In a city that consistently ranks as one of the most violent in the country, if not the world, this is what today’s online paper looks like:
The top story on the front page of the most read website in St. Louis is about a cop giving a fist bump to a motorcyclist on Natural Bridge Blvd.
If that road sounds familiar to you, even those of you who’ve never been to St. Louis, it’s because you’ve maybe heard it in a Nelly or other rapper’s song, or you may have read that it’s one of the most dangerous streets in the country.
Murder after murder and shooting after shooting, none of it creates more than a blip on the local media scene, because dead young people is old news.
We’ve grown accustomed and oblivious to the fact that a couple of hundred young men and women will die on our city streets alone at the hands of violence, and we honestly couldn’t collectively care less, as long as it’s not a police officer who is the “killer.”
Those damned police officers. I guess we make for good ratings.
Every Sunday, when the weather is nice, hundreds of people take to the streets in their cars, motorcycles and even their ATV’s, and cruise all around the north city and downtown areas.
The cruisers are loud, oftentimes armed, and almost always end their night with somebody getting shot or killed over something stupid. It has been a headache for police officers in St. Louis City for every bit of the almost 20 years I’ve been a cop, and nothing has changed other than it’s gotten worse.
It’s gotten worse in part because police officers aren’t allowed to enforce the law by chasing down those who choose to break them, and the “bad guys” know this.
When a police officer in the city gets behind a car and turns the lights on, there’s a 50/50 chance the car will stop. If that car is a sport bike, those odds go down in the officer’s favor tremendously.
To be quite honest, I don’t even waste my time trying to stop them when I see them break a traffic law now, and I’m sure this officer feels the same way. In a best case scenario, the biker takes off and maybe crashes into something hard, hopefully not injuring himself too badly, so he or she can be ticketed and arrested. An ambulance has to show up to take him to the hospital, and then officers will have to sit with the biker until a doctor declares them fit for confinement. It’s a lot of resources being used to enforce a traffic violation.
In a suburb or small town, that’s great.
In the City of St. Louis, we simply don’t have time for this. We don’t have time to chase bikers and cruisers around, especially when the odds are great that our state prosecutor, not only won’t issue any charges against the offending biker, but would bend over backwards to find a way to charge a police officer criminally, should a biker kill himself or god forbid, somebody else.
I’m not condoning fist bumping the biker, but an officer trying to be cool with somebody who presumably doesn’t like him is what we’re all about now. Building bridges and all that feel good crap, right?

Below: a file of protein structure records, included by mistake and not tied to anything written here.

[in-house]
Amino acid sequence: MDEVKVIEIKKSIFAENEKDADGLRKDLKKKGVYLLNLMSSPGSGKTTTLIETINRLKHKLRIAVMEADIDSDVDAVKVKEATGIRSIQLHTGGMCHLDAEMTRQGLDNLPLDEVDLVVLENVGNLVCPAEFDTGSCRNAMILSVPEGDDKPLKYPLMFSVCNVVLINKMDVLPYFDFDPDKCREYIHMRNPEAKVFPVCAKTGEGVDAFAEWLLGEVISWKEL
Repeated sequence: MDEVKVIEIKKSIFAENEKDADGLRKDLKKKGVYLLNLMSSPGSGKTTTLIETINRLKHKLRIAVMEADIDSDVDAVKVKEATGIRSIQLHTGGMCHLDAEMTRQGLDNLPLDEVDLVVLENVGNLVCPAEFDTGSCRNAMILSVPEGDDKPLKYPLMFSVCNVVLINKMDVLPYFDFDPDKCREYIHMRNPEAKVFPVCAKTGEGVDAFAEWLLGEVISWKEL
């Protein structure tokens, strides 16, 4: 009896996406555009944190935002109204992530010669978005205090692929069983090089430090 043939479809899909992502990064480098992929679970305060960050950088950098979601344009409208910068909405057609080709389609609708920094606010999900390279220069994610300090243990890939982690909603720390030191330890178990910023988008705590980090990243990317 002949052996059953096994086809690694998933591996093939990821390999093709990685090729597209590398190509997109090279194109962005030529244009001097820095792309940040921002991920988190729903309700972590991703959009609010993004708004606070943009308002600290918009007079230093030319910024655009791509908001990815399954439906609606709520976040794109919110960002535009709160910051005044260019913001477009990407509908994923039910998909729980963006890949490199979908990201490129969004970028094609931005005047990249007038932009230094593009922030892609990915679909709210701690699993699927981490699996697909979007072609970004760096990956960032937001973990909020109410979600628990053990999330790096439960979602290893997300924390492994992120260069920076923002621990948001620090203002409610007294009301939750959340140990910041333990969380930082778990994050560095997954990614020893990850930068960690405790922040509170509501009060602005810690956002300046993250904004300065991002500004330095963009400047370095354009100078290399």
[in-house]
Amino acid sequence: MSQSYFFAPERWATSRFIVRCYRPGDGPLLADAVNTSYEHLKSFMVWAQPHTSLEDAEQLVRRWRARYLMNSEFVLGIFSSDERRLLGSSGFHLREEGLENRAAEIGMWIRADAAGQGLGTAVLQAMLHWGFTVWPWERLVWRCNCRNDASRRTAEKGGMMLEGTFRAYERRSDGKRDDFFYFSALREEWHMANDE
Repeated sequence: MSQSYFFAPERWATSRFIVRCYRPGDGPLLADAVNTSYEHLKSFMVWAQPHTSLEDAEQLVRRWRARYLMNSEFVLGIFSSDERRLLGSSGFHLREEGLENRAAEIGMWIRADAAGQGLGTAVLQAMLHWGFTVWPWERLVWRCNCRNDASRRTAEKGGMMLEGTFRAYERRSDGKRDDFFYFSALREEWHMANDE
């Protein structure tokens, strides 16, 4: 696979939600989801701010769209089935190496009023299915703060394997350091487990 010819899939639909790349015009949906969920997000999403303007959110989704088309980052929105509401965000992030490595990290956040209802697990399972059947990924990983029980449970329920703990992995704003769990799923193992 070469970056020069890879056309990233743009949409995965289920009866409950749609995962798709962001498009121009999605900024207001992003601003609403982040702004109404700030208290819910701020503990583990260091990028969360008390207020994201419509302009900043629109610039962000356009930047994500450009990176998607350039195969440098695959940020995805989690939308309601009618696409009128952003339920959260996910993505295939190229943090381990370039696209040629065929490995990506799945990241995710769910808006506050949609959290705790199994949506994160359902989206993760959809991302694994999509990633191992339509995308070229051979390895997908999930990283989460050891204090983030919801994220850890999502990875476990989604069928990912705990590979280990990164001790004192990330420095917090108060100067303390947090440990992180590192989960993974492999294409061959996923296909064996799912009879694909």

Where there’s one sport bike, there are many. Turning lights on and causing bikes to race off in various directions at high speeds is not a better alternative to doing nothing.
Monday morning quarterbacking from people who’ve never answered a 911 call is tiresome to witness over and over again.
“I would’ve done this…” or “He shoulda done that…” Ya know what?
If you’ve never pursued another car on city streets, you have no idea what you’re talking about. It’s the most dangerous thing that we as officers can do, and it’s a last resort reserved only for the most violent of offenders.
That wasn’t a decision made by a police officer.
No, we actually love to chase cars. The decision not to allow pursuits, and it’s probably the right one, up to a certain extent, was made because that’s what society has decided it wants, either explicitly or via large judgements in courts of law across the country against officers and departments who are involved in pursuits that end in injury or death
Losing money causes change, and now, we don’t chase people.
That the local newspaper has thrown it on it’s online version’s front page should be more of a reckoning as to what passes for news nowadays than the perception that city officers, or this one specifically, did something wrong.
Viral videos shared by others on FB or Twitter is one thing, but viral content sharing being passed on as journalism is putrid. I’m not suggesting that the Post is wrong to share the story, but the way it’s presented is antagonistic against city officers, and that’s what the goal is. The paper loves to have a lively group of pro versus anti police readers clicking away on their website. It’s trash journalism, but it’s apparently where we are today.
This officer was in a no-win situation. He knew these bikers weren’t going to stop. We all know that. Why risk injury or death or even just the embarrassment of having bikers race off on you only so you can turn your lights off and carry on in your travels?
While the commenting is certainly entertaining, at the end of the day, the problem won’t be solved until somebody decides to put their foot down.
I don’t have the answer to what that is when it comes to keeping sport bikes from doing stunts on busy roads, but I know that if I have a choice today between fist bumping a wheelie rider or chasing him until somebody crashes and I lose my job, then I’ll be sticking my fist out the window next time as well.